Tidal force

The tidal force is a secondary effect of the force of gravity and is responsible for the tides. It arises because the gravitational acceleration experienced by a large body is not constant across its diameter. One side of the body has greater acceleration than its center of mass, and the other side of the body has lesser acceleration.

Figure 1 shows Comet Shoemaker-Levy 9 after it had broken up under the influence of Jupiter's tidal forces. The comet was falling into Jupiter, and the parts of the comet closest to Jupiter fell with a greater acceleration, due to the greater gravitational force. From the point of view of an observer riding on the comet, it would appear that the parts in front split off in the forward direction, while the parts in back split off in the backward direction. In reality, however, all parts of the comet were accelerating toward Jupiter, but at different rates.


When a body (body 1) is acted on by the gravity of another body (body 2), the field can vary significantly on body 1 between the side of the body facing body 2 and the side facing away from body 2. Figure 2 shows the differential force of gravity on a spherical body (body 1) exerted by another body (body 2). These so called tidal forces cause strains on both bodies and may distort them or even, in extreme cases, break one or the other apart. The Roche limit is the distance from a planet at which tidal effects would cause an object to disintegrate because the differential force of gravity from the planet overcomes the attraction of the parts of the object for one another. These strains would not occur if the gravitational field is uniform, since a uniform field only causes the entire body to accelerate together in the same direction and at the same rate.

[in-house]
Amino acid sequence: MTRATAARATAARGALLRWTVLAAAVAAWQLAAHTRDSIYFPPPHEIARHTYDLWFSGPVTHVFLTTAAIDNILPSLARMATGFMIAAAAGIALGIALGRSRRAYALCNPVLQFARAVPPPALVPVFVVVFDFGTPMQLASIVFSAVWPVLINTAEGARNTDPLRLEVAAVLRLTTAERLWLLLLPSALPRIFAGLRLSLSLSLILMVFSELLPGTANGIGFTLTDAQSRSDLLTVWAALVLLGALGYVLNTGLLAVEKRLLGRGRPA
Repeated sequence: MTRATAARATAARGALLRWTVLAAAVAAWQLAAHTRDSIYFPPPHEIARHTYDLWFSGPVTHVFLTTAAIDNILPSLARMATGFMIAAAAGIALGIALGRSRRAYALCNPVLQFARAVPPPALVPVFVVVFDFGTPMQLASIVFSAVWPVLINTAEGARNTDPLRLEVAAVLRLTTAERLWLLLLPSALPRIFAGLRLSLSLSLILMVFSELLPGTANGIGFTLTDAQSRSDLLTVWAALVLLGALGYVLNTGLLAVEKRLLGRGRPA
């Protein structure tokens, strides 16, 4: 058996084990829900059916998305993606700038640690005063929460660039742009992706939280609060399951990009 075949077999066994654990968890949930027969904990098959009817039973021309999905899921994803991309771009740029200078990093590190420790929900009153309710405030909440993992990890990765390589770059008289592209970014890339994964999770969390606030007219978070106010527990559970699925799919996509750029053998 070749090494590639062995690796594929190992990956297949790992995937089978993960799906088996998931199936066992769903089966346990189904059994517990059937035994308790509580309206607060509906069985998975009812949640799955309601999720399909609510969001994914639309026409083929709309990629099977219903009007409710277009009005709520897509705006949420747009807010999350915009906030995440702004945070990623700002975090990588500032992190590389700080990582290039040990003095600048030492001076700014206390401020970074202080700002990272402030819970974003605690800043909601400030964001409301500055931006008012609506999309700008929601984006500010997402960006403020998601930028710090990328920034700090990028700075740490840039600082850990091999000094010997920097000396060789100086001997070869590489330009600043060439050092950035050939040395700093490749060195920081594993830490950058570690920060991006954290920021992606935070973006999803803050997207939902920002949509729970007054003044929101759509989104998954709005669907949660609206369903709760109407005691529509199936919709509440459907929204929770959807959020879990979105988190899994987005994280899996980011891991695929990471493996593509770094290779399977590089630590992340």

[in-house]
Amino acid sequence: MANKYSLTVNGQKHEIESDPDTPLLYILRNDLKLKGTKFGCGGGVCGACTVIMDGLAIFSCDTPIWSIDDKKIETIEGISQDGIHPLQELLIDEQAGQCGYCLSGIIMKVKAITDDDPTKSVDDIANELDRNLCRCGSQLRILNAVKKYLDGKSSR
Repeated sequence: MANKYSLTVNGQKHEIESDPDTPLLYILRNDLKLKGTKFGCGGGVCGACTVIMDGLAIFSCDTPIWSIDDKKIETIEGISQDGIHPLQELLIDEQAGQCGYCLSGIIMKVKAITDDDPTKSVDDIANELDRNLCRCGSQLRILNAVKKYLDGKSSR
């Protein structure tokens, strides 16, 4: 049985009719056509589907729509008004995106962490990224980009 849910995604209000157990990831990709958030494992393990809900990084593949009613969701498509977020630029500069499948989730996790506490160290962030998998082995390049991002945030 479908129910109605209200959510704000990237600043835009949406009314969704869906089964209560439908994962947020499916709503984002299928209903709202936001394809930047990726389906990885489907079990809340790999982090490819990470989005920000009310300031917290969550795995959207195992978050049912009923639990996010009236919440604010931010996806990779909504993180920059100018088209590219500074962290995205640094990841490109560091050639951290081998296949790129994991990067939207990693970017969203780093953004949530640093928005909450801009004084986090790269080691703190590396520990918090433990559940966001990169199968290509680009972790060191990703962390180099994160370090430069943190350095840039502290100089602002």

Effects of tidal forces

In the case of an elastic sphere, the effect of a tidal force is to distort the shape of the body without any change in volume. The sphere becomes an ellipsoid, with two bulges, pointing towards and away from the other body. An elliptical distortion is approximately what happens to the Earth's oceans under the action of the Moon. The Earth and Moon rotate about their common center of mass or barycenter, and their gravitational attraction provides the centripetal force necessary to maintain this motion. To an observer on the Earth, very close to this barycenter, the situation is one of the Earth as body 1 acted upon by the gravity of the Moon as body 2. All parts of the Earth are subject to the Moon's gravitational forces, causing the water in the oceans to redistribute, forming bulges on the sides near the Moon and far from the Moon.

When a body rotates while subject to tidal forces, internal friction results in the gradual dissipation of its rotational kinetic energy as heat. If the body is close enough to its primary, this can result in a rotation which is tidally locked to the orbital motion, as in the case of the Earth's moon. Tidal heating produces dramatic volcanic effects on Jupiter's moon Io.